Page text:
Neurodivergent Employees Boost Productivity and Innovation in the Workplace. Is Yours Reaping the Benefits?

Embracing neurodiversity and fostering a robust support network boosts team morale, promotes a strong sense of belonging, sparks diverse perspectives, fuels creativity, and drives groundbreaking innovations.

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Dave Fisse
Clinically reviewed by
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    One in five adults in America is neurodiverse. Globally, 15-20 percent of the population exhibits some form of neurodivergence.

    If you think about it, that means around one out of every five employees in your organization may be neurodivergent. It's easy to understand the imperative need to evolve and adapt—to meet the diverse needs of this growing segment.

    In this article, we’ll explore neurodiversity, how to create a neuro-inclusive workplace, and why it's essential to prioritize and invest in the success of neurodiverse employees.

    Understanding the dynamics of neurodiversity

    Harvard Medical School describes neurodiversity as “the idea that people experience and interact with the world around them in many different ways; there is no one “right” way of thinking, learning, and behaving, and differences are not viewed as deficits.”

    Neurodiversity refers to the natural diversity of human brains, recognizing and honoring the neurological differences among individuals. 

    Here’s a helpful breakdown of the terminology:

    • ‍Neurodivergent refers to individuals or groups whose brain functions differ from what is widely considered to be “normal” (neurotypical). ‍
    • Neurotypical refers to those whose brain functions align with societal norms. ‍
    • Neurodiverse encompasses both neurotypical and neurodivergent individuals in a mixed group.

    The link between neurodivergence and mental health

    When the term “neurodivergent” is used, many people think only of Autism or ADHD. But it’s far more expansive, including: 

    • Dyslexia and other learning differences
    • Auditory processing differences
    • Tourette's Syndrome 
    • Obsessive Compulsive Disorder (OCD)
    • Bipolar Disorder
    • Highly Sensitive Person (HSP)

    Neurodivergent people’s brains are wired differently than what is considered “typical,” this falls along a continuum that includes different ways of thinking, moving, behaving, visualizing, communicating, and processing information. 

    While it’s not considered a mental health issue, there’s mounting evidence that neurodivergence can increase the risk of mental health issues—often stemming from a lack of support, a lack of knowledge, and the stress of trying to appear neurotypical.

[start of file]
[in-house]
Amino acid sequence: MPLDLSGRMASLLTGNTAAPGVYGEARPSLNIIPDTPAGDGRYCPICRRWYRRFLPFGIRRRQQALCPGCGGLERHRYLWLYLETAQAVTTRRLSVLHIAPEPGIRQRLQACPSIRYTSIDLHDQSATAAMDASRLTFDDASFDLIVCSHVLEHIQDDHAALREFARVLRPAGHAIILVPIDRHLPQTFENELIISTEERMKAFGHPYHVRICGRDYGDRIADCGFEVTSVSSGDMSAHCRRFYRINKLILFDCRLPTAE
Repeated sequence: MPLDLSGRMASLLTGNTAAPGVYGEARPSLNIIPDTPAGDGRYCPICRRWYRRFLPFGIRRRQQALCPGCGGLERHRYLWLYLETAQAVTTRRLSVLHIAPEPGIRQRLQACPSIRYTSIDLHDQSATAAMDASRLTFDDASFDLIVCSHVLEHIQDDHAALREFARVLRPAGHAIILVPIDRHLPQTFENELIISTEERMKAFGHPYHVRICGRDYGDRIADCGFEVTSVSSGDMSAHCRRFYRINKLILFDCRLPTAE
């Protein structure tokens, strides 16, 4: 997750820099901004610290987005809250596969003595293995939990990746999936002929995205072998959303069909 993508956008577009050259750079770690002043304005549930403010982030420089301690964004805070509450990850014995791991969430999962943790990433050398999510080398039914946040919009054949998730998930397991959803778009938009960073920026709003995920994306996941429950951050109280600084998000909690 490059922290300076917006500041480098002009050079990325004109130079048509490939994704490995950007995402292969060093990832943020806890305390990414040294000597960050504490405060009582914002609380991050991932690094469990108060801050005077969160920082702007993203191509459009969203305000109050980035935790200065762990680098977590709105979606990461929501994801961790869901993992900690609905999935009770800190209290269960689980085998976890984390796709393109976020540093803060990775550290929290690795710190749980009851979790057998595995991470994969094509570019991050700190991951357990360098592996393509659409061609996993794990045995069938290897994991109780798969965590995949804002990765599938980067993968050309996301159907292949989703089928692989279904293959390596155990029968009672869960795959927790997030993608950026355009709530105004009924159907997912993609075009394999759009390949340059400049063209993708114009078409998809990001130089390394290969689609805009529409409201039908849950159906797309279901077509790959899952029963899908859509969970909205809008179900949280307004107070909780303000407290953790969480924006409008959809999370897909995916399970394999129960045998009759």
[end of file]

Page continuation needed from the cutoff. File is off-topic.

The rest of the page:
Psychology Today reports that nearly three in ten children diagnosed with ADHD also have an anxiety disorder. Autistic people have higher rates of anxiety, eating disorders, and OCD, and HSPs have a greater risk of anxiety and depression.

    Understanding neurodivergent employees

    It’s never easy to present as “atypical,” which is another reason for the link between neurodivergence and greater mental health issues. This can easily lead to feeling misunderstood and at a disadvantage, burying the unique strengths every person has to bring to the table. 

    Recognizing the individual strengths of neurodiverse team members and understanding what they need to fully utilize them can help overcome or reduce daily challenges. This is also essential for building a truly inclusive environment.

    Here are some of the challenges that many neurodivergent employees face:

    • Difficulty prioritizing and planning 
    • Literal interpretations 
    • Appearing inflexible or too direct
    • Difficulty reading non-verbal cues
    • Sensory challenges
    • Social challenges
    • Information overload
    • Emotional fatigue

    The advantage of integrating neurodiverse workers throughout your organization

    Neurodivergent employees possess a unique and often sought after blend of hard and soft skills that can boost key business performance and productivity indicators (KPIs). 

    A Deloitte report states, “Research suggests that teams with neurodivergent professionals in some roles can be 30% more productive than those without them. This is likely because of neurodiverse employees’ unique skills and cognitive abilities, allowing them to solve problems and approach tasks differently than their team members."